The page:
DEAR BOB: I am constantly amazed at the people who write to you about not being able to save for a home down payment. It is their own fault.
About three years ago, my wife and I had the same problem. But her mother gave us the idea we should offer to manage the apartment building where we were renting. The landlord gave us a free apartment in return for collecting the rents and showing vacant apartments. In addition, when I had time to do minor repairs I got paid extra. My wife, who was home minding our baby, volunteered to paint vacant apartments and earned extra money for doing that.
We kept paying ourselves the rent we were formerly paying and we added the extra money we earned from the odd jobs. After about 30 months we had nearly $30,000 in our money market fund and that was enough for a down payment on the home, which we bought last month.
Why don't you suggest to people who complain about not being able to buy a home that they manage apartments, so they can save for a down payment like we did? -- Aaron V.
DEAR AARON: Thank you for sharing your success story. Virtually every married couple can accomplish the same results if they are determined to save a down payment. I'm certain it wasn't easy dealing with tenants and toilets for almost three years, but the result was worth the effort.
DEAR BOB: Last June, we listed our vacation home for 12 months on a net listing. The realty agent warned us the market for second homes was slow, but since we were not in a hurry to sell, we weren't concerned. She didn't bring us any offers in 1990, although she showed the home several times.
In January we met a couple at a social event and they asked us why we didn't accept their offer for our vacation home. That was the first we knew about it. Apparently, their offer was so close to our net price the agent never told us about the offer. This occurred last September. If we had known about the offer we would have accepted it.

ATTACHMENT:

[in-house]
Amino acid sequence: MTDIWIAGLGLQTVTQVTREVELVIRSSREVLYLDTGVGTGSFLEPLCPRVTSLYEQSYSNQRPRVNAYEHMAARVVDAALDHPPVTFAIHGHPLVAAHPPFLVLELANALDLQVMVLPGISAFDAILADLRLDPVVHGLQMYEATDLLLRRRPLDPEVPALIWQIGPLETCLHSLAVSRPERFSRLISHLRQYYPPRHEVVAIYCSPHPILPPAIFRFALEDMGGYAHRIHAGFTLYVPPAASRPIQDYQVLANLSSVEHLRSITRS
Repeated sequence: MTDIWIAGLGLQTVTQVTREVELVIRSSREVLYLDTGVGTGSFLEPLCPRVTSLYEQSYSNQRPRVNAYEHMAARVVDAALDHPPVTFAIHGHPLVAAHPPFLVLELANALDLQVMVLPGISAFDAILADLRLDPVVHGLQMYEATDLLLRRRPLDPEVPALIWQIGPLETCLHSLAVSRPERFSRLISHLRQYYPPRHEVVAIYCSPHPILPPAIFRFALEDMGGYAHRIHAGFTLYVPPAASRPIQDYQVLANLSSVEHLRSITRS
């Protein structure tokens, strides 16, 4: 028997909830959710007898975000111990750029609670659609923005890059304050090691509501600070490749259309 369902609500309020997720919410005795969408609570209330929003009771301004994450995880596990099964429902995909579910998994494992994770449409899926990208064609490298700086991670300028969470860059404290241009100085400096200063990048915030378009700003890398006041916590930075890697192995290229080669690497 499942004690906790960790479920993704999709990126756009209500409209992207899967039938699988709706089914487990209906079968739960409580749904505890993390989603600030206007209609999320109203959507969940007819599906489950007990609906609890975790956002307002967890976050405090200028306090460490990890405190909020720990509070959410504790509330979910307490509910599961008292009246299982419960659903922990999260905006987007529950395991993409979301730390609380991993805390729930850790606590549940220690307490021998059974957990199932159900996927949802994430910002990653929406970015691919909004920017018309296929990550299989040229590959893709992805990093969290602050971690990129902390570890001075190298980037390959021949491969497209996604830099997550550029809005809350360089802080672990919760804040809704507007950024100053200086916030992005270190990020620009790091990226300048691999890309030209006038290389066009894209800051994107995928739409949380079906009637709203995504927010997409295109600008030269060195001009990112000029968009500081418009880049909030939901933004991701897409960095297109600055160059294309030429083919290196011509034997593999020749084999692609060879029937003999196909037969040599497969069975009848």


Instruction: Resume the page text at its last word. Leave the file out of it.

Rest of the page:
Now the couple is financially unable to buy. I am so mad at our agent I don't know what to do. When I phoned her she said, "I thought that offer was so low you wouldn't accept it." The truth was she wouldn't have gotten much of a sales commission. Is this grounds for canceling our listing with this dishonest agent? -- Barbara W.
DEAR BARBARA: Yes. Your agent breached her fiduciary duty to you. That is grounds for not only canceling the listing, but the state real estate commissioner also should revoke that agent's license.
However, the original cause of your trouble was the net listing. Such listings are illegal in some states because of the high risk for property sellers. As you learned the hard way, some dishonest agents fail to present all purchase offers when there is a net listing and the realty agent won't earn much sales commission.
To illustrate, suppose your vacation home was listed at a net price of $50,000 with the agent to receive as commission anything above that amount she can get a buyer to offer. If a buyer offers only $50,000 the agent might be tempted to forget to tell you about that offer. Apparently that is what happened. But if the agent obtained a high offer, such as $70,000, you would be rightfully upset with the agent for failing to inform you of the true market value of your property. Now you know why net listings are a bad deal for everyone.
DEAR BOB: About three years ago, I inherited several apartment buildings from my brother. They can be wonderful moneymakers and I love the income. But managing them is a major problem.